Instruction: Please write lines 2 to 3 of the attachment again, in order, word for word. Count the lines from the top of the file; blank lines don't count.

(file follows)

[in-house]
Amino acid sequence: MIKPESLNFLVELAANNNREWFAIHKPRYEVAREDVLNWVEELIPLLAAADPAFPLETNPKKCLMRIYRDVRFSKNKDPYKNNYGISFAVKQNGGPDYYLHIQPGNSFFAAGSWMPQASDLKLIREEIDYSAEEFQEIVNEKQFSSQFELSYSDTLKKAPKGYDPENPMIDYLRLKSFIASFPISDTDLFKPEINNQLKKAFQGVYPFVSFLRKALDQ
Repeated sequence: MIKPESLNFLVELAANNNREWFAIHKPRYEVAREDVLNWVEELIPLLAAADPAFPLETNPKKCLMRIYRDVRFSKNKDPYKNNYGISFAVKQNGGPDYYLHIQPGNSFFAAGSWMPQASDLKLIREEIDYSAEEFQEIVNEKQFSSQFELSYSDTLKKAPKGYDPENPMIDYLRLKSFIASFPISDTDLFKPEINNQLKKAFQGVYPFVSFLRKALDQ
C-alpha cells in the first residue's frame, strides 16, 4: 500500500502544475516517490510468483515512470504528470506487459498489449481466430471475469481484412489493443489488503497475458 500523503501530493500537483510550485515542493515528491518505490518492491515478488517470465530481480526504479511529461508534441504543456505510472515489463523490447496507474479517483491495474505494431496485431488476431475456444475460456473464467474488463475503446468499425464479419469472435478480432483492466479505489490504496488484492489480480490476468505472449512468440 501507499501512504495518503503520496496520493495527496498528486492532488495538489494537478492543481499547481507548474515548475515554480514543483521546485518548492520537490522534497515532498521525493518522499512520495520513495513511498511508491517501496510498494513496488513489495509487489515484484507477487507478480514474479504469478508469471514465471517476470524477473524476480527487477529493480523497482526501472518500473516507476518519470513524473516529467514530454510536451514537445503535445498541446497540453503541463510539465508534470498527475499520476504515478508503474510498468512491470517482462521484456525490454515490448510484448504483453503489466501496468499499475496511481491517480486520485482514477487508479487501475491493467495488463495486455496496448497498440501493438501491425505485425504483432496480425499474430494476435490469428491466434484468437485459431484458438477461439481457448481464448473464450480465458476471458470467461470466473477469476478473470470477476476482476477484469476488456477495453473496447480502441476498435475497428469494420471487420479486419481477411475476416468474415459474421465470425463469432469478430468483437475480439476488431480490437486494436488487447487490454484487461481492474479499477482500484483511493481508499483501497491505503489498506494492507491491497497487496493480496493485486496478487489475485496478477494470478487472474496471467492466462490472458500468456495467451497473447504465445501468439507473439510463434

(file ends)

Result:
Amino acid sequence: MIKPESLNFLVELAANNNREWFAIHKPRYEVAREDVLNWVEELIPLLAAADPAFPLETNPKKCLMRIYRDVRFSKNKDPYKNNYGISFAVKQNGGPDYYLHIQPGNSFFAAGSWMPQASDLKLIREEIDYSAEEFQEIVNEKQFSSQFELSYSDTLKKAPKGYDPENPMIDYLRLKSFIASFPISDTDLFKPEINNQLKKAFQGVYPFVSFLRKALDQ
Repeated sequence: MIKPESLNFLVELAANNNREWFAIHKPRYEVAREDVLNWVEELIPLLAAADPAFPLETNPKKCLMRIYRDVRFSKNKDPYKNNYGISFAVKQNGGPDYYLHIQPGNSFFAAGSWMPQASDLKLIREEIDYSAEEFQEIVNEKQFSSQFELSYSDTLKKAPKGYDPENPMIDYLRLKSFIASFPISDTDLFKPEINNQLKKAFQGVYPFVSFLRKALDQ